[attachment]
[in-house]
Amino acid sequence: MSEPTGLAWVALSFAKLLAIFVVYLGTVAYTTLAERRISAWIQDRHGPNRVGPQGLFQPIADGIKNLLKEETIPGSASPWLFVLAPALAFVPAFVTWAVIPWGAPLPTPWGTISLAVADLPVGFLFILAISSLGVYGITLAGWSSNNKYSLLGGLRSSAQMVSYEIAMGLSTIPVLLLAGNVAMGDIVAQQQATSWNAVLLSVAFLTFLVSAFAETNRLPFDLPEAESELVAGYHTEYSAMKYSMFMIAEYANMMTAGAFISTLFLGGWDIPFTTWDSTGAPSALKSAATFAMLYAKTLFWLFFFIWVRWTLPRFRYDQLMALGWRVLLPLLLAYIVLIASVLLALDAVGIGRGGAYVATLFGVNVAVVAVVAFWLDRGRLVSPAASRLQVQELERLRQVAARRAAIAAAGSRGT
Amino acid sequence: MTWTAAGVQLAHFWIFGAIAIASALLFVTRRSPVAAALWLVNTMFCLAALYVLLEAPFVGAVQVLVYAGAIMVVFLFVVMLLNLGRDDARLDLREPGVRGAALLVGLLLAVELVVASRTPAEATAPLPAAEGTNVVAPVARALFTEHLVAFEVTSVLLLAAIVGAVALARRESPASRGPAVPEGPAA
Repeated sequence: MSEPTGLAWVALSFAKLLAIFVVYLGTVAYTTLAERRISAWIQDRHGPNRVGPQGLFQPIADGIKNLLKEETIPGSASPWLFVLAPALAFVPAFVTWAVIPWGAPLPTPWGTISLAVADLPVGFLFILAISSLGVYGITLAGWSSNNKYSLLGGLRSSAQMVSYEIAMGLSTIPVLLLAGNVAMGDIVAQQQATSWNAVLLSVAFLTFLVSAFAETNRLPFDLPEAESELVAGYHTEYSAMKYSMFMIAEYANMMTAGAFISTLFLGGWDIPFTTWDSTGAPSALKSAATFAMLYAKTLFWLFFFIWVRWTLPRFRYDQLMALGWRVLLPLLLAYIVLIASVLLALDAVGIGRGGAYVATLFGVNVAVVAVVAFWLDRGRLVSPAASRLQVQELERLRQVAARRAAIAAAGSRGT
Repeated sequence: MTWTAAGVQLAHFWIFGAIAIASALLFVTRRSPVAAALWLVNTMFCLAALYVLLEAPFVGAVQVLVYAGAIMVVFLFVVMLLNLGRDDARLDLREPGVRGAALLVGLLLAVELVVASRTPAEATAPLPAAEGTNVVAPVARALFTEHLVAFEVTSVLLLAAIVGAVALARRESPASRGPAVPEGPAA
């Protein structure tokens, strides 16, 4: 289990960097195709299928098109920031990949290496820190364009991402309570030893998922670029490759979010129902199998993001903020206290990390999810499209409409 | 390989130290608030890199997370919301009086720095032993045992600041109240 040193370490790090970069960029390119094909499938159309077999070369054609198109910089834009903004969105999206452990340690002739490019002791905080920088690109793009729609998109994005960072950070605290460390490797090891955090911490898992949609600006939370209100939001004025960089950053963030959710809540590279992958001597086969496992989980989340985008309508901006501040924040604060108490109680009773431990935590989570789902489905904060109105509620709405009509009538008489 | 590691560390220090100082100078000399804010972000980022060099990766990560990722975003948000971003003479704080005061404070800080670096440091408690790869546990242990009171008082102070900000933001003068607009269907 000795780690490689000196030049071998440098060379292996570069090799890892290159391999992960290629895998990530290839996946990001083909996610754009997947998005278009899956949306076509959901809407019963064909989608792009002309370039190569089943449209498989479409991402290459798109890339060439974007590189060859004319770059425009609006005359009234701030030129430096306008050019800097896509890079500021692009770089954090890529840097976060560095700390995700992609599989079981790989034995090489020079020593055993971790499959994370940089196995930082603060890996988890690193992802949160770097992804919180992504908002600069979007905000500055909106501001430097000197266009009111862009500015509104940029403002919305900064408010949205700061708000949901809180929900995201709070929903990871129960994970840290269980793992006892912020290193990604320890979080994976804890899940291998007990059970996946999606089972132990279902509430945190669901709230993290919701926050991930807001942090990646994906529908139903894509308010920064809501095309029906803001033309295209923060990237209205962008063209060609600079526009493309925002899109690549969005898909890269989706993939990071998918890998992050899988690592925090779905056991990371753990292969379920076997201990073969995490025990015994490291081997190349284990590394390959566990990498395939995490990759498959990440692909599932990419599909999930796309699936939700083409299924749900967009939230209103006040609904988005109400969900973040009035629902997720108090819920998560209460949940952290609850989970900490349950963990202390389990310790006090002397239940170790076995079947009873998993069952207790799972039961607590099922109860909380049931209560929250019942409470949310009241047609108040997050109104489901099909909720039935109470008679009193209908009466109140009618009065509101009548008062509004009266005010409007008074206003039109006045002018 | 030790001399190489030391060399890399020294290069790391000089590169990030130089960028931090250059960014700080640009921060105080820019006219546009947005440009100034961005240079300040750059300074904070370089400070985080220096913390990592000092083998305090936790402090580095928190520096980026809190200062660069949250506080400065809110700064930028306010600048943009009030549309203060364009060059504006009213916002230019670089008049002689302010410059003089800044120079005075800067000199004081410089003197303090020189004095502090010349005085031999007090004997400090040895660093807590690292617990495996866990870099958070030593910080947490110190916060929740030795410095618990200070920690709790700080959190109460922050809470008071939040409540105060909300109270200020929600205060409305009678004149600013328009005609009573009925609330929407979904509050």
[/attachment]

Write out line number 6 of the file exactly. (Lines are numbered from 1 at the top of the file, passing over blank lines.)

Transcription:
């Protein structure tokens, strides 16, 4: 289990960097195709299928098109920031990949290496820190364009991402309570030893998922670029490759979010129902199998993001903020206290990390999810499209409409 | 390989130290608030890199997370919301009086720095032993045992600041109240 040193370490790090970069960029390119094909499938159309077999070369054609198109910089834009903004969105999206452990340690002739490019002791905080920088690109793009729609998109994005960072950070605290460390490797090891955090911490898992949609600006939370209100939001004025960089950053963030959710809540590279992958001597086969496992989980989340985008309508901006501040924040604060108490109680009773431990935590989570789902489905904060109105509620709405009509009538008489 | 590691560390220090100082100078000399804010972000980022060099990766990560990722975003948000971003003479704080005061404070800080670096440091408690790869546990242990009171008082102070900000933001003068607009269907 000795780690490689000196030049071998440098060379292996570069090799890892290159391999992960290629895998990530290839996946990001083909996610754009997947998005278009899956949306076509959901809407019963064909989608792009002309370039190569089943449209498989479409991402290459798109890339060439974007590189060859004319770059425009609006005359009234701030030129430096306008050019800097896509890079500021692009770089954090890529840097976060560095700390995700992609599989079981790989034995090489020079020593055993971790499959994370940089196995930082603060890996988890690193992802949160770097992804919180992504908002600069979007905000500055909106501001430097000197266009009111862009500015509104940029403002919305900064408010949205700061708000949901809180929900995201709070929903990871129960994970840290269980793992006892912020290193990604320890979080994976804890899940291998007990059970996946999606089972132990279902509430945190669901709230993290919701926050991930807001942090990646994906529908139903894509308010920064809501095309029906803001033309295209923060990237209205962008063209060609600079526009493309925002899109690549969005898909890269989706993939990071998918890998992050899988690592925090779905056991990371753990292969379920076997201990073969995490025990015994490291081997190349284990590394390959566990990498395939995490990759498959990440692909599932990419599909999930796309699936939700083409299924749900967009939230209103006040609904988005109400969900973040009035629902997720108090819920998560209460949940952290609850989970900490349950963990202390389990310790006090002397239940170790076995079947009873998993069952207790799972039961607590099922109860909380049931209560929250019942409470949310009241047609108040997050109104489901099909909720039935109470008679009193209908009466109140009618009065509101009548008062509004009266005010409007008074206003039109006045002018 | 030790001399190489030391060399890399020294290069790391000089590169990030130089960028931090250059960014700080640009921060105080820019006219546009947005440009100034961005240079300040750059300074904070370089400070985080220096913390990592000092083998305090936790402090580095928190520096980026809190200062660069949250506080400065809110700064930028306010600048943009009030549309203060364009060059504006009213916002230019670089008049002689302010410059003089800044120079005075800067000199004081410089003197303090020189004095502090010349005085031999007090004997400090040895660093807590690292617990495996866990870099958070030593910080947490110190916060929740030795410095618990200070920690709790700080959190109460922050809470008071939040409540105060909300109270200020929600205060409305009678004149600013328009005609009573009925609330929407979904509050």